Pretty Prints, Clever Cottons: 18th Century Fabrics

By Kendra Van Cleave,

Many costumers may be thinking about creating new garments for the Travelers in Tuscany event on June 5th at Viansa Winery. While silk, wool, and linen were the most plentiful fabrics during the eighteenth century, today cotton is cheap, easy to find, and comfortable for summer wear. But what should you look for when trying to approximate eighteenth-century cottons? What did Europeans and Americans wear in the period? And what’s the difference between calico, chintz, toile, and indienne, anyway?

In India, painted cottons (colors painted onto cloth by hand, either freehand or over a stencil) were developed in the fourteenth century. In the seventeenth century, Europeans began to import these fabrics, which were appreciated because of their bright colors, lightweight hand, and ease in laundering, as they expanded their trade networks. Their popularity increased as Europeans exported the technology of block printing to India, which made the fabrics easier and cheaper to manufacture, and as Indians adjusted their designs to appeal to European aesthetics.

Although some countries passed legislation against the import, manufacture, and sale of painted and printed cottons in order to protect domestic textile industries (as in France from 1686 to 1759 and England from 1700 to 1774), by the 1730s printed cottons were serious contenders in the European clothing and furniture market, with their largest popularity from the 1780s onwards. While most printed cottons continued to be manufactured in India until the 1790s, mills in England, France, Germany, the Netherlands, and Switzerland began to produce their own versions.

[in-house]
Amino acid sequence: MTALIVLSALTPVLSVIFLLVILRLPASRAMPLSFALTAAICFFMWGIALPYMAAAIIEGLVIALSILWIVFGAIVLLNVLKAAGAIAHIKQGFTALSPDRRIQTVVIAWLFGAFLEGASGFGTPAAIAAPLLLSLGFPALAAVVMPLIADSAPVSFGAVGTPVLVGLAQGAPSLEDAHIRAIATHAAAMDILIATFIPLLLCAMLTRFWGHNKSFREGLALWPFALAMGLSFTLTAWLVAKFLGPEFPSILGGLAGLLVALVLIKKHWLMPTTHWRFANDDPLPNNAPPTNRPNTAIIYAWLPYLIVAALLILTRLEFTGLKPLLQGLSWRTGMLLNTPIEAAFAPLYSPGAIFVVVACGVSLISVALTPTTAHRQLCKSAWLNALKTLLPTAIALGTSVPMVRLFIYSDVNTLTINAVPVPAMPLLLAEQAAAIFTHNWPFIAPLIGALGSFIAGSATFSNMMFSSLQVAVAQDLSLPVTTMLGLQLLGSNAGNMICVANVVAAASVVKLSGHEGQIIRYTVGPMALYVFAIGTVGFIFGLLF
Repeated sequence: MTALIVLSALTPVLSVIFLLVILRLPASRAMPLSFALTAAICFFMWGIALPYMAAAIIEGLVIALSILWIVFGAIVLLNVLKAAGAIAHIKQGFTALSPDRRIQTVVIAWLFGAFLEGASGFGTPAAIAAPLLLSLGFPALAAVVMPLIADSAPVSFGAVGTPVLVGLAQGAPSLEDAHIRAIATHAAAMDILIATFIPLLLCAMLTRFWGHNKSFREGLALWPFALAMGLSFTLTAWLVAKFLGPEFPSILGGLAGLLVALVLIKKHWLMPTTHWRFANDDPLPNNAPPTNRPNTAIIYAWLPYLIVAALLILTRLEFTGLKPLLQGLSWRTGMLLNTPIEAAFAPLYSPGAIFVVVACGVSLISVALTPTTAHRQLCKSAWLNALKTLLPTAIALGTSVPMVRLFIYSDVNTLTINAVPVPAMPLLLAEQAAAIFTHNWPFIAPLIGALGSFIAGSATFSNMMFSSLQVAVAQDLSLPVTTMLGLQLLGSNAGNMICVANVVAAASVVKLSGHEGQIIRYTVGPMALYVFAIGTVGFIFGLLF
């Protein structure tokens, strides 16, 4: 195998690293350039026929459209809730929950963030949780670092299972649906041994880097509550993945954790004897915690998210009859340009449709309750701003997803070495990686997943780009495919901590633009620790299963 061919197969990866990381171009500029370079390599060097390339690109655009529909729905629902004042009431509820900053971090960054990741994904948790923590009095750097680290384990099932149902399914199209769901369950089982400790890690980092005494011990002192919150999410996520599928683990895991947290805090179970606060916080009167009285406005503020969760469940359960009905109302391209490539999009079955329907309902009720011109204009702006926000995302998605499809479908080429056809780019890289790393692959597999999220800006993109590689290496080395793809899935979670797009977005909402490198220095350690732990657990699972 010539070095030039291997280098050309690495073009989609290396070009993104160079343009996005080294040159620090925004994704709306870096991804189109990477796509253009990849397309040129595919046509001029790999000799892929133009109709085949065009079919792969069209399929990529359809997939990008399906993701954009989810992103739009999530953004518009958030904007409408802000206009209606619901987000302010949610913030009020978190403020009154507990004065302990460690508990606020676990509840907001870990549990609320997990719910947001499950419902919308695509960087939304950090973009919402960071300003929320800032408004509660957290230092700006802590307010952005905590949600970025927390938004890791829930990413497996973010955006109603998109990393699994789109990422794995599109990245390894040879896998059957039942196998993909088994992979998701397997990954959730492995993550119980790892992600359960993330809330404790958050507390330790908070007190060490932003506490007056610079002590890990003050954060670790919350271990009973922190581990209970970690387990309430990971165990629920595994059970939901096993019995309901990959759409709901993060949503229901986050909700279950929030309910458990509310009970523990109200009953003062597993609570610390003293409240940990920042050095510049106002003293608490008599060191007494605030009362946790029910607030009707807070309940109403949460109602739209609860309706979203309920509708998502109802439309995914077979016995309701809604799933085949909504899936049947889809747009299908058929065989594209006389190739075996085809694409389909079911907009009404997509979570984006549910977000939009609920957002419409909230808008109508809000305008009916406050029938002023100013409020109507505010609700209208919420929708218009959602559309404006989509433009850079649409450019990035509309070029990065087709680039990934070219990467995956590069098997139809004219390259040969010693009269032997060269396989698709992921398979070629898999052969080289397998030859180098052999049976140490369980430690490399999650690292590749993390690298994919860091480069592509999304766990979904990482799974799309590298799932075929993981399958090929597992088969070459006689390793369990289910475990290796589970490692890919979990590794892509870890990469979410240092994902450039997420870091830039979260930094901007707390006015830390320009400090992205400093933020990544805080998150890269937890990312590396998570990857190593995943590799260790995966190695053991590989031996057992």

On both continents, printed cottons were created through a combination of mordant dyeing (fixative chemicals are printed onto the cloth, which is then dipped into the dye), resist dyeing (the fabric is coated by hand so that the coated areas do not absorb the dye color), relief printing (the design is cut out of a block, which is inked or coated with dye and then pressed onto the fabric), and hand painting. Until the nineteenth century, all dyes were derived from vegetable (or, less frequently, from animal or mineral) sources. Most eighteenth-century dyes were derived from madder, which creates a range of colors from pink to red, purple, and black. Blues and yellows were added by hand penciling the colors onto the fabric.

Detail from "Concert in an Interior" by Jan Jozef Horemans II (1764). This serving woman wears what is probably a block-printed cotton apron in a dark "sprig" design on a light background.

Detail from "Concert in an Interior" by Jan Jozef Horemans II (1764). This upper middle or upper class woman wears what is probably a block printed cotton gown in a solid blue print on a white background.